Hartley Magazine

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Dianthus

For the economic gardener and for one who simply enjoys propagating and potting up there can be few plants better suited than the Dianthus family. These are all easy to multiply, and require this regularly as left to grow old they become straggly and dead in the middle.

Dianthus
Dianthus

Dianthus comprises Carnations, their humble but pretty relations the Pinks and those two
excellent garden hybrids; Sweet William and the lesser known Sweet Wivelsfield. Although the majority are usually grown outdoors in large containers, rockeries or sunny borders most of these plants, particularly Carnations, grow well in an unheated greenhouse. Some known as Perpetuals, and even more so the Malmaisons, really do require a greenhouse as they find most of the UK too cool and damp. Providing it’s well ventilated most Dianthus love the extra shelter though detesting it too hot, and without wind buffeting them their stems grow much taller giving excellent blooms for cutting. Thus you  really need two batches, those for enjoying as the flowering plants and those intended for cutting for the house. Without doubt these do best in the greenhouse border with a big root run however more varieties can be squeezed in with, preferably larger not smaller, containers, ideally bucket size. Use a John Innes soil based potting compost, with extra grit and a tad extra chalk or calcified seaweed to be sure it’s slightly limey, they don’t like bad drainage or acid conditions. (I’ve long used chopped rotted down grass turves with crushed seashells and leaf mould but all these may be hard to get.)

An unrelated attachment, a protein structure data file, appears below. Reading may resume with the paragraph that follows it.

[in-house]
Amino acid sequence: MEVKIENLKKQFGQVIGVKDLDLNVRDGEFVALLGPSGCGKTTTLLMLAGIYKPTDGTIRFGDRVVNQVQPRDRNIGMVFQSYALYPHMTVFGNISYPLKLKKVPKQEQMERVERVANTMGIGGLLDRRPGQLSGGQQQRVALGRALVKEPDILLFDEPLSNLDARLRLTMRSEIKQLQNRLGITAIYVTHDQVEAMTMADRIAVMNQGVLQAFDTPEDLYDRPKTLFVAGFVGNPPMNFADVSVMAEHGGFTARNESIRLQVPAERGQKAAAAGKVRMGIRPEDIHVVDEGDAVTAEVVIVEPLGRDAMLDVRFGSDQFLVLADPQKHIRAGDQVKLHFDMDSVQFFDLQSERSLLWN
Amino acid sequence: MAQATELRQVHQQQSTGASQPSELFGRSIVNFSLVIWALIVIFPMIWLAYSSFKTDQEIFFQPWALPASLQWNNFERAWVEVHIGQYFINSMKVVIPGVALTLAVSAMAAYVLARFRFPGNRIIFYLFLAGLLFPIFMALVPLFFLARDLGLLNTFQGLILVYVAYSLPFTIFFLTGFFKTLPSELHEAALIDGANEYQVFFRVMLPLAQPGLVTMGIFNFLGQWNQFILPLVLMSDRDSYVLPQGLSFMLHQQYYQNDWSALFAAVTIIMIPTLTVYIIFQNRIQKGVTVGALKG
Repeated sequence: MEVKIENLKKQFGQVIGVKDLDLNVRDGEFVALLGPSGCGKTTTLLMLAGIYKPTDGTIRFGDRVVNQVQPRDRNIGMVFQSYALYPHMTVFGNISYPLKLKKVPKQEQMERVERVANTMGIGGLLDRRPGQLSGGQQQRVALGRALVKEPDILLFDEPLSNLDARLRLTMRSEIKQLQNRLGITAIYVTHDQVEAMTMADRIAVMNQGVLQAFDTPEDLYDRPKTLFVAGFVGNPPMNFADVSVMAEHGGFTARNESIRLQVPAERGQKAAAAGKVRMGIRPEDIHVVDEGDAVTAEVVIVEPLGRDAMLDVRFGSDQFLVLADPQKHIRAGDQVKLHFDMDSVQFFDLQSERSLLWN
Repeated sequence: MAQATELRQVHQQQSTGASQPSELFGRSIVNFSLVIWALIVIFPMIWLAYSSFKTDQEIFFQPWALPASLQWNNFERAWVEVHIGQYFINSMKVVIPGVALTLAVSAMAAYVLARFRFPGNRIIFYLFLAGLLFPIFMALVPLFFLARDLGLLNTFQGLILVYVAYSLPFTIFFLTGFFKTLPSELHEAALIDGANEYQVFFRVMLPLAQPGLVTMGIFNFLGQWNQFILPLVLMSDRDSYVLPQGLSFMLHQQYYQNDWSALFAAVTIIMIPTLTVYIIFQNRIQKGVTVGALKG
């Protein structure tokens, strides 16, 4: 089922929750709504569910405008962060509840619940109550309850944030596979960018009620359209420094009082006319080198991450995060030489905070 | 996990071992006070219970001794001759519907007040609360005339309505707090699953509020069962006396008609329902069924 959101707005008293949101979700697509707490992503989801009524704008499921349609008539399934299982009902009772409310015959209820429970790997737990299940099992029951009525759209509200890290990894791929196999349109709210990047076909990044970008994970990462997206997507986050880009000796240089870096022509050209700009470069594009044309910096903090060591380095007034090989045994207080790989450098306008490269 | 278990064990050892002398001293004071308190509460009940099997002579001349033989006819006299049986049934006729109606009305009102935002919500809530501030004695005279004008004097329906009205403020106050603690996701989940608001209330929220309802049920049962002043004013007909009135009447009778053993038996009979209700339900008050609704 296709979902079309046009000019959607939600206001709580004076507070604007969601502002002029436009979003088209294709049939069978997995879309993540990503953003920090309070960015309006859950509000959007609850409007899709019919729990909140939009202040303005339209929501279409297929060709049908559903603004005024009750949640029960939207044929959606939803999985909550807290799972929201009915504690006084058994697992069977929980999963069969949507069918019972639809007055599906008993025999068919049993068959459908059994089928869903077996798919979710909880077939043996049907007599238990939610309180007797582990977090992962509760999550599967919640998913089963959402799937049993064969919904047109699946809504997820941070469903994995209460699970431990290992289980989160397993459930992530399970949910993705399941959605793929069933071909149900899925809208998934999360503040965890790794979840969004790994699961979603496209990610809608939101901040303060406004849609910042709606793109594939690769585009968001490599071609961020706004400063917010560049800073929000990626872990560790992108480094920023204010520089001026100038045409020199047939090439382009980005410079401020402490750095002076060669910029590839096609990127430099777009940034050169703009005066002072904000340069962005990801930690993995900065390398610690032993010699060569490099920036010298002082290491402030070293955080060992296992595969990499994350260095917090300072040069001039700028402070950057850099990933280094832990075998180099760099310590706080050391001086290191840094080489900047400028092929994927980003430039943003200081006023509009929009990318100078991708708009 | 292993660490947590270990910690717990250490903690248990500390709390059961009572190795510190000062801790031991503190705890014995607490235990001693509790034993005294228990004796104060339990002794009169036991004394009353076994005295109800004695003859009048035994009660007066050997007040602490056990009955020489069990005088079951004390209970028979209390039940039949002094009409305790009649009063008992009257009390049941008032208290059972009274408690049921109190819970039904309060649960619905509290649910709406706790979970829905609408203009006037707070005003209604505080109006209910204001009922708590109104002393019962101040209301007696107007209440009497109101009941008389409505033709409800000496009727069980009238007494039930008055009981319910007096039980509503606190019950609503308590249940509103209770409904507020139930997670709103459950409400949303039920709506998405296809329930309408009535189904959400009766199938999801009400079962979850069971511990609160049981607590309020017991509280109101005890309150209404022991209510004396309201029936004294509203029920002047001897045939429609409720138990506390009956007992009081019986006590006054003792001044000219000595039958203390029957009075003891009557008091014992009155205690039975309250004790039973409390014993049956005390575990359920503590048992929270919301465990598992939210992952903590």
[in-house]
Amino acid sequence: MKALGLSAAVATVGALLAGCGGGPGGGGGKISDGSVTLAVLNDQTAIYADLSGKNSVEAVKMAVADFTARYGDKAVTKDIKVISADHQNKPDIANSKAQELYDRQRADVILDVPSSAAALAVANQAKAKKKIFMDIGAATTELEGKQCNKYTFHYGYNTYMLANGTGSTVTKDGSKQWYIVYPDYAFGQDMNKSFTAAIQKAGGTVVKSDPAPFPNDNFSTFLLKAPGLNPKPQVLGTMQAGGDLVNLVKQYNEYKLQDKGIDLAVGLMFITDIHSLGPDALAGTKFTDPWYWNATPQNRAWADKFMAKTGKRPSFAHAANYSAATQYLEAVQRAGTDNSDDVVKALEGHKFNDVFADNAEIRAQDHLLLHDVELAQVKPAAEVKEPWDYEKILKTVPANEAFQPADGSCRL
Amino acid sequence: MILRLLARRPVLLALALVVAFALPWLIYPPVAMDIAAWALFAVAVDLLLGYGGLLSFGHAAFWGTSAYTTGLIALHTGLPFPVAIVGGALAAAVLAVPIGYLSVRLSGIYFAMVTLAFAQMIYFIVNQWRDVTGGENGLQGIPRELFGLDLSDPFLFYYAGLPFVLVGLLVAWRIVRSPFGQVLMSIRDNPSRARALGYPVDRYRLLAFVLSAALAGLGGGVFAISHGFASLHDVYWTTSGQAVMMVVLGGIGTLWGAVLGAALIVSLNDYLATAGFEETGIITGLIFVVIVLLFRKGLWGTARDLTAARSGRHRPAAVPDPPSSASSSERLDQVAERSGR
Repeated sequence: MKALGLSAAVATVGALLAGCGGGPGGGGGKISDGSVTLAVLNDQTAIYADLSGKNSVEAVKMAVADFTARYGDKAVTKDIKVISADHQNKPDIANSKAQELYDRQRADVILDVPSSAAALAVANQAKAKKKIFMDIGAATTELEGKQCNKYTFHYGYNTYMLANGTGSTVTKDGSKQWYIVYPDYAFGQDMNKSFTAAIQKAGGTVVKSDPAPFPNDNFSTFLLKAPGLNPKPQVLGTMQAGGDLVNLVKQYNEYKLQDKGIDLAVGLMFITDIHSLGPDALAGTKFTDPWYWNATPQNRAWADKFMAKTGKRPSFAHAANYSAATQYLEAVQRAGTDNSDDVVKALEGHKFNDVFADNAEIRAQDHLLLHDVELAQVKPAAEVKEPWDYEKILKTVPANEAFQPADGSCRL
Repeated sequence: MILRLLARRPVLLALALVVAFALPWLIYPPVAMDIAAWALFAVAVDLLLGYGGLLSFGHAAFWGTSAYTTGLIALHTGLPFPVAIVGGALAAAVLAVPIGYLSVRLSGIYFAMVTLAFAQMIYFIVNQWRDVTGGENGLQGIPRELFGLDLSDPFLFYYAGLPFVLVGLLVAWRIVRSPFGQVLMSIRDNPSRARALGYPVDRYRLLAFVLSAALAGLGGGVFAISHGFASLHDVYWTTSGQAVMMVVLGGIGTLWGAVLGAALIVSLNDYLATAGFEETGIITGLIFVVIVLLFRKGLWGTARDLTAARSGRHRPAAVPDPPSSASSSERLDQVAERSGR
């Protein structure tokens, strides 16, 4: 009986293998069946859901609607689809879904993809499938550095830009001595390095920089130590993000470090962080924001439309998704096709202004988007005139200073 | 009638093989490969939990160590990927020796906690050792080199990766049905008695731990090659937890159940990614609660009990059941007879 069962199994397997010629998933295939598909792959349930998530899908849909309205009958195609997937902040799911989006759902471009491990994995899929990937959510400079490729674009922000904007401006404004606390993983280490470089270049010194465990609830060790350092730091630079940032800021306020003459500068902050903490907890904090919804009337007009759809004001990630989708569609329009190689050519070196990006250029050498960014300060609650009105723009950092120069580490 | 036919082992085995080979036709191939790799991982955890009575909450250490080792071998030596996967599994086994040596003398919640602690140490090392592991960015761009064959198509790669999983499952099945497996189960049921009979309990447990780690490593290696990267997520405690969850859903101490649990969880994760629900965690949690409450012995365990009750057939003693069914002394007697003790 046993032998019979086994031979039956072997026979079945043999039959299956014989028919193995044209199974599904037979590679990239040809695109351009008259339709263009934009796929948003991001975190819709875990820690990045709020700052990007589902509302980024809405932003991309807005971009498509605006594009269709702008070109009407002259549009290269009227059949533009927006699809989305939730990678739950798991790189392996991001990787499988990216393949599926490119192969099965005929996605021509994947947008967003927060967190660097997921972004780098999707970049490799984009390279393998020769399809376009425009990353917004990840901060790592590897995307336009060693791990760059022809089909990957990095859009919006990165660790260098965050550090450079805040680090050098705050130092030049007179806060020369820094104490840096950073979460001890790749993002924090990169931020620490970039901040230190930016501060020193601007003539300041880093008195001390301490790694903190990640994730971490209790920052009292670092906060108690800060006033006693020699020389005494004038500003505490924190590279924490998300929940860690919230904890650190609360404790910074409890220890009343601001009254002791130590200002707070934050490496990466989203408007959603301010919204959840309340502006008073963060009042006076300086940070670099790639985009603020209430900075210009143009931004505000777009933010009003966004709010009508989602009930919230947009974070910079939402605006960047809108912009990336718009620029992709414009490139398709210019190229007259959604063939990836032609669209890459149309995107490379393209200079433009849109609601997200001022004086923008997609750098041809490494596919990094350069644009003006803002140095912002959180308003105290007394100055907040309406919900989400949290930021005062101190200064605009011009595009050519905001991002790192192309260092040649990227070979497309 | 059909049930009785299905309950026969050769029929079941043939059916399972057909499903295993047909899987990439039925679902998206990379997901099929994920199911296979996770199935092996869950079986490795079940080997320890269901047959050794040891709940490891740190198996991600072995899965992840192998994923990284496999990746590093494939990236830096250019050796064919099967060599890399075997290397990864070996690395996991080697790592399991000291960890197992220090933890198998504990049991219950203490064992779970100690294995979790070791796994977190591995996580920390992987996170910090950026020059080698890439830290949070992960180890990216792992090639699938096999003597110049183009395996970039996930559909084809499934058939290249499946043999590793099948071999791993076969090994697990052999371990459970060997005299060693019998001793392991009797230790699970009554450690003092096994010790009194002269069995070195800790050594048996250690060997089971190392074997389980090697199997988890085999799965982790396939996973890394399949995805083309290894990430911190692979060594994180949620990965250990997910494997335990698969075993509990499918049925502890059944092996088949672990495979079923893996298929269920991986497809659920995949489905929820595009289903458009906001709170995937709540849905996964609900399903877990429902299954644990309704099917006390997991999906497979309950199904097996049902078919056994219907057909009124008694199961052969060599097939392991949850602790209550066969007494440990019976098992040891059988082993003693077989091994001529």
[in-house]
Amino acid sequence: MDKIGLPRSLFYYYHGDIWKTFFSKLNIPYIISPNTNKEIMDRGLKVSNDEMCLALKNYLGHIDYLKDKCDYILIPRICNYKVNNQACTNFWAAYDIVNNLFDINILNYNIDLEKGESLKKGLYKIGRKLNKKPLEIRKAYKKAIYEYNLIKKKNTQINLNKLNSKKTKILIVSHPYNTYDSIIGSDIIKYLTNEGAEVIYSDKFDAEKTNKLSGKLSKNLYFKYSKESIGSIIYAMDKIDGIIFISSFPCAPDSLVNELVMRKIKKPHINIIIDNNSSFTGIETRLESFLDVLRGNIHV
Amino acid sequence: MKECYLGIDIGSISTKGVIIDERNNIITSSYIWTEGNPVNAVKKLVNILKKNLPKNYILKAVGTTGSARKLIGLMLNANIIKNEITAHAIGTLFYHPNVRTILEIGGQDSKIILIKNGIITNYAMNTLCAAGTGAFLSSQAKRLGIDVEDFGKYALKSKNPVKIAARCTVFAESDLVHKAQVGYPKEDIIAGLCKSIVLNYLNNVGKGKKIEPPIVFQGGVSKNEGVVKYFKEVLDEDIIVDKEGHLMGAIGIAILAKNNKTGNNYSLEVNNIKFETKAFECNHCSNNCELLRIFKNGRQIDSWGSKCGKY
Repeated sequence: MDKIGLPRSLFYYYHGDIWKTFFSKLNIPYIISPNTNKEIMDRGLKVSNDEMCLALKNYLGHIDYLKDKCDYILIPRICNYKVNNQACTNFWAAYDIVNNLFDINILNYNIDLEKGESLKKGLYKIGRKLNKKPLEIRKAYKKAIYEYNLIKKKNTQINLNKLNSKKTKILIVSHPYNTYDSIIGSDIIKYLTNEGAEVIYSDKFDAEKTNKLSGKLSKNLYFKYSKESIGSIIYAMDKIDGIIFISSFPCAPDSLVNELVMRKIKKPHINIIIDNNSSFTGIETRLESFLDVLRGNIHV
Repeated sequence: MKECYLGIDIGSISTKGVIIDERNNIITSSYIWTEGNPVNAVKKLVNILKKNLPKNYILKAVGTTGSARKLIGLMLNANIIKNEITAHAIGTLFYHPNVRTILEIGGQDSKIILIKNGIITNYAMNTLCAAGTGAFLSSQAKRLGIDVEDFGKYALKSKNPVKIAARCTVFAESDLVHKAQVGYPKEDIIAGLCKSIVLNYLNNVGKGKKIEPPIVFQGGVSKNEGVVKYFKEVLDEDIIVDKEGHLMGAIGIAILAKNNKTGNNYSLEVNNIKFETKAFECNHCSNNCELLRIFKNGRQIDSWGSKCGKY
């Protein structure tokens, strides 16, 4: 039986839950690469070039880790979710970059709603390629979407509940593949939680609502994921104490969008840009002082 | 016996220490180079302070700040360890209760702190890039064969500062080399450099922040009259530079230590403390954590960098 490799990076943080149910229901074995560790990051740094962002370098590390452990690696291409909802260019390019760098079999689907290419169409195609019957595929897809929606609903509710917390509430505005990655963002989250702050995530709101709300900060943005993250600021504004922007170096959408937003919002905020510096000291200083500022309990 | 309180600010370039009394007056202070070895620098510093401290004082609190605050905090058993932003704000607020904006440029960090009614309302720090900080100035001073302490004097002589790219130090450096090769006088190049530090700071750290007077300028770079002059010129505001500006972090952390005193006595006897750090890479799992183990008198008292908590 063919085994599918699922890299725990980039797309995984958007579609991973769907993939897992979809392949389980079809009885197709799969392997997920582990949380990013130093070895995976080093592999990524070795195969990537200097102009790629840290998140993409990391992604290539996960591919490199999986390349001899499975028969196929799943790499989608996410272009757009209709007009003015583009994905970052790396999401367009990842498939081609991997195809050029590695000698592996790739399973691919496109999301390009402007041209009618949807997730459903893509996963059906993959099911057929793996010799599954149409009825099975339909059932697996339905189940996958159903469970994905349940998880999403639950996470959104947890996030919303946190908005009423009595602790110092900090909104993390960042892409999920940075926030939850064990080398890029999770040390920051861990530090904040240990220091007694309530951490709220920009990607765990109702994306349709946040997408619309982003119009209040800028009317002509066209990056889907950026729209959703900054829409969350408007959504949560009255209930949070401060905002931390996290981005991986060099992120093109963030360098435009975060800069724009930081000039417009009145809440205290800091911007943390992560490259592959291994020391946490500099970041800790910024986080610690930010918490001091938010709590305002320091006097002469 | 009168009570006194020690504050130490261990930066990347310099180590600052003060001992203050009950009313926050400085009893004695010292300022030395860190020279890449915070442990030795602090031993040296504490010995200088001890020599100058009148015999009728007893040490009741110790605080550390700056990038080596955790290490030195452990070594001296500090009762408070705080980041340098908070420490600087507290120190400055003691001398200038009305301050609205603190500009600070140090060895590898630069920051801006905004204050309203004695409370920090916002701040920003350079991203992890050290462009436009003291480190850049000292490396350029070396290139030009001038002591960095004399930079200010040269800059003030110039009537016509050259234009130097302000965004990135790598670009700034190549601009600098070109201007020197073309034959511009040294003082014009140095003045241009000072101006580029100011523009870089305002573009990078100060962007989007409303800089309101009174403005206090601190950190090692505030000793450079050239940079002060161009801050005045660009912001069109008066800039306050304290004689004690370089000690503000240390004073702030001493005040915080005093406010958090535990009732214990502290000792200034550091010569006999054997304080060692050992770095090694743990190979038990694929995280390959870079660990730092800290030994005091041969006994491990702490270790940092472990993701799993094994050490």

Now there are a multitude of different varieties of all the various types of Dianthus. You could spend a lifetime exploring them, most have similar grey or green somewhat grassy foliage, white, pink, red and purple blooms, most with lovely scents, often sweet and clove like. Indeed they were once added to give this flavour to beer. Although many of the  species can be grown from seed, layering is successful for almost all and cuttings, or pipings, are easy with most and especially handy with carnations. Growth needs to be strong then a stub of stem  and leaves can be grasped firmly and pulled neatly from it’s socket further down. This can be done almost any time though if it’s flowering best remove the buds and blooms. Most of these slips will root, keep them slightly warm underneath but cool on top. Pot up once they root, only small pots to start getting bigger as they grow.

Although there are several pests and diseases most are never a problem as to be fair the plants are seldom long lived enough to worry about them. Unless methodical you tend to lose them and continuous replacement is called for which at least is easy. Indeed you do not even need get a plant, I have unnamed varieties with great sentimental value as these have been grown from slips culled from wedding and christening bouquets.

  • Wendy

    Just planted a few pinks out on a very sunny rockery and looking forward to the flowers. I live by the sea so have easy access to seashells. Nice tip, thanks.